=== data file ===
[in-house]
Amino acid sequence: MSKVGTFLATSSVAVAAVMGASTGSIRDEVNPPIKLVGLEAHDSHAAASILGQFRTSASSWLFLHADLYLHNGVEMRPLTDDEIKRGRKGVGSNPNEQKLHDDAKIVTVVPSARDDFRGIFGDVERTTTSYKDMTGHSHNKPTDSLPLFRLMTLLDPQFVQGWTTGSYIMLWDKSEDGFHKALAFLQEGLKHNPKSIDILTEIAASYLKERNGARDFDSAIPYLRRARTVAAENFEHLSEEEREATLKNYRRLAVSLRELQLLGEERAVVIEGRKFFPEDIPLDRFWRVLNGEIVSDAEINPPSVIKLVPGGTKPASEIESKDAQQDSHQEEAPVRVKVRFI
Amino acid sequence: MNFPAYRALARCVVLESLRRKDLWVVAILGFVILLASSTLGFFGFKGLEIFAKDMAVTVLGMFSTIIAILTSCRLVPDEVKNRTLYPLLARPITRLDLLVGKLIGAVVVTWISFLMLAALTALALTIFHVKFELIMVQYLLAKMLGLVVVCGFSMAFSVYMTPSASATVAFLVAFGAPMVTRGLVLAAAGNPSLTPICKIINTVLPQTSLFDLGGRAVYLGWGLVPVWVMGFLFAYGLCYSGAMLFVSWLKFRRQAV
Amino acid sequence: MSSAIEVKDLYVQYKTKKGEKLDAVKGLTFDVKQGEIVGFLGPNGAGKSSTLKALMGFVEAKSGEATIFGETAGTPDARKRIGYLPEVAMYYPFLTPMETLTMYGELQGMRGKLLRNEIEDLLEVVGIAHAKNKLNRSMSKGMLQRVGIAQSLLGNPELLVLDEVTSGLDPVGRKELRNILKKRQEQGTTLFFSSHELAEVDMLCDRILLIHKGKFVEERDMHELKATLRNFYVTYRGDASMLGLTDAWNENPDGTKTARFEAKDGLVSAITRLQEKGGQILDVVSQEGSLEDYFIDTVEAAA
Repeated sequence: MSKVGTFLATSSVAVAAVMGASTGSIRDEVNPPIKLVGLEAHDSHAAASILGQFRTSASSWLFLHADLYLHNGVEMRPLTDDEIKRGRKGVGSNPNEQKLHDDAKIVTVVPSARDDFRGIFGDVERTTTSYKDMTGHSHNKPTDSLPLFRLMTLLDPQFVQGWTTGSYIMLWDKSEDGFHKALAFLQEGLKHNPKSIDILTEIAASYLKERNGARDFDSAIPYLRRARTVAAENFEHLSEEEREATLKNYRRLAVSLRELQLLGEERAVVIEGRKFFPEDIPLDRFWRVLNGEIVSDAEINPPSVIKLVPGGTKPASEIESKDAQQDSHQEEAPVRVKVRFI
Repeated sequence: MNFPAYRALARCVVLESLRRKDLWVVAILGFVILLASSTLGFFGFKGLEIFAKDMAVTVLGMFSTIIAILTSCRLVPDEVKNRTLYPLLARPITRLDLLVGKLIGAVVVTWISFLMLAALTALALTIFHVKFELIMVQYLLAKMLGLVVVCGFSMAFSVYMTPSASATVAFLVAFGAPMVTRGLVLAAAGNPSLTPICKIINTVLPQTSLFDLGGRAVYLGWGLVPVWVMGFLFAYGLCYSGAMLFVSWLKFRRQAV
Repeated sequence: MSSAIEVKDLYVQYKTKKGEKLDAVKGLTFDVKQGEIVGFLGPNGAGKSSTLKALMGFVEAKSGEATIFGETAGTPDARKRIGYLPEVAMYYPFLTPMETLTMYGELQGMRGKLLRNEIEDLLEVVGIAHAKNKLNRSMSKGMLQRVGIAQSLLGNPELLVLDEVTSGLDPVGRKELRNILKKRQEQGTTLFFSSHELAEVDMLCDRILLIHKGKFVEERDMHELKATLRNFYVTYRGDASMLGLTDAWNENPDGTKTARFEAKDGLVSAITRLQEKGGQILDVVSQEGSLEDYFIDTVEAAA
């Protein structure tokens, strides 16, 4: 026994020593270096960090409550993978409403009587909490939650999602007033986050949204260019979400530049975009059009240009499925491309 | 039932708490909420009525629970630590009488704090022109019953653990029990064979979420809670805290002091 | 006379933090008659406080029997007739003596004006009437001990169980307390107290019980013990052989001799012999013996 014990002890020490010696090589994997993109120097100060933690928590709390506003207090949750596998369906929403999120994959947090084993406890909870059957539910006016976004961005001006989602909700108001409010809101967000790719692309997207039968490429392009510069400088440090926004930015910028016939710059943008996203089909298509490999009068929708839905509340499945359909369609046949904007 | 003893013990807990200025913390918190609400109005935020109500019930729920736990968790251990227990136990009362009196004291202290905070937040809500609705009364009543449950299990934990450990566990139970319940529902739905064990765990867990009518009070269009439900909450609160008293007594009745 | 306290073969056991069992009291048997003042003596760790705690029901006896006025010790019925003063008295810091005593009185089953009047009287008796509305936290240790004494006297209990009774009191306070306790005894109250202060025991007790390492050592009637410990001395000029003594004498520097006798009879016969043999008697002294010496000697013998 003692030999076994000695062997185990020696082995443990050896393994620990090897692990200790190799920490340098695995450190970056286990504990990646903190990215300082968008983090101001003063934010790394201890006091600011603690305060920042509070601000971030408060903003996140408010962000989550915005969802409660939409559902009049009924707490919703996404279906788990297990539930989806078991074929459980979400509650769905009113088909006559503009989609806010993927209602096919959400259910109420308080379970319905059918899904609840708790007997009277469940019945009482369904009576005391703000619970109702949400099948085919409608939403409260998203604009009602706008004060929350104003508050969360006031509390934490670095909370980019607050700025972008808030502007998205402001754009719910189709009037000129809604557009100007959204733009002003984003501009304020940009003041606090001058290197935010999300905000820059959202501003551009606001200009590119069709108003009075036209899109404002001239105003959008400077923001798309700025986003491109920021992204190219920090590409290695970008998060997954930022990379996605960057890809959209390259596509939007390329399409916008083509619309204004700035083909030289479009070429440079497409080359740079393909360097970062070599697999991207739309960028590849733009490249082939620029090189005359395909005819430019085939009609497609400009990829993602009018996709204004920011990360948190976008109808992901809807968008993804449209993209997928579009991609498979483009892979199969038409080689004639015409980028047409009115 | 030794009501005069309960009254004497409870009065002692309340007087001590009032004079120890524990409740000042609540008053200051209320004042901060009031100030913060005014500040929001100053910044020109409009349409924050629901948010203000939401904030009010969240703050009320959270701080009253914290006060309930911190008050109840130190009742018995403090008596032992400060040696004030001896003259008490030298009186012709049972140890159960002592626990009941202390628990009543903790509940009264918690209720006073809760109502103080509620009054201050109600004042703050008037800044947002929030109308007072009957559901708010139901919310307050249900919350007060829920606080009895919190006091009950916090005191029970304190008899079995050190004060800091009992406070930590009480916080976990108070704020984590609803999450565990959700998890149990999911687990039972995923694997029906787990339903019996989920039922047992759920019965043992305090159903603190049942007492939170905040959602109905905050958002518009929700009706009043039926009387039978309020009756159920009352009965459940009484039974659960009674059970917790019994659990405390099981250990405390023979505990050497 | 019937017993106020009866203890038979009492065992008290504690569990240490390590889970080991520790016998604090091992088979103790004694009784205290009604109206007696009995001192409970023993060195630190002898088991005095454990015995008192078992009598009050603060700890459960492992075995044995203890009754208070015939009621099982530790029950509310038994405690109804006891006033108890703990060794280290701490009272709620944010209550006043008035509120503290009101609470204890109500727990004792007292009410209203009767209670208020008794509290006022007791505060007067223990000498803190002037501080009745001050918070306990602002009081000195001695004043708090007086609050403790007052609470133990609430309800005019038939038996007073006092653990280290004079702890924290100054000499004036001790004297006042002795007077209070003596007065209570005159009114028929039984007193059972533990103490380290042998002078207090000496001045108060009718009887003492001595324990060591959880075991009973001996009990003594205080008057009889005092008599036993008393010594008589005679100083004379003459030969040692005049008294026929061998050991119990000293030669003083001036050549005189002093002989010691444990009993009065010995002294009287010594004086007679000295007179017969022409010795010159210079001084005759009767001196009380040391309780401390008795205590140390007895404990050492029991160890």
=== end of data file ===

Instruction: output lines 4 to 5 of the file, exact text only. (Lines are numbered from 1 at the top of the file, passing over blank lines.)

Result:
Amino acid sequence: MSSAIEVKDLYVQYKTKKGEKLDAVKGLTFDVKQGEIVGFLGPNGAGKSSTLKALMGFVEAKSGEATIFGETAGTPDARKRIGYLPEVAMYYPFLTPMETLTMYGELQGMRGKLLRNEIEDLLEVVGIAHAKNKLNRSMSKGMLQRVGIAQSLLGNPELLVLDEVTSGLDPVGRKELRNILKKRQEQGTTLFFSSHELAEVDMLCDRILLIHKGKFVEERDMHELKATLRNFYVTYRGDASMLGLTDAWNENPDGTKTARFEAKDGLVSAITRLQEKGGQILDVVSQEGSLEDYFIDTVEAAA
Repeated sequence: MSKVGTFLATSSVAVAAVMGASTGSIRDEVNPPIKLVGLEAHDSHAAASILGQFRTSASSWLFLHADLYLHNGVEMRPLTDDEIKRGRKGVGSNPNEQKLHDDAKIVTVVPSARDDFRGIFGDVERTTTSYKDMTGHSHNKPTDSLPLFRLMTLLDPQFVQGWTTGSYIMLWDKSEDGFHKALAFLQEGLKHNPKSIDILTEIAASYLKERNGARDFDSAIPYLRRARTVAAENFEHLSEEEREATLKNYRRLAVSLRELQLLGEERAVVIEGRKFFPEDIPLDRFWRVLNGEIVSDAEINPPSVIKLVPGGTKPASEIESKDAQQDSHQEEAPVRVKVRFI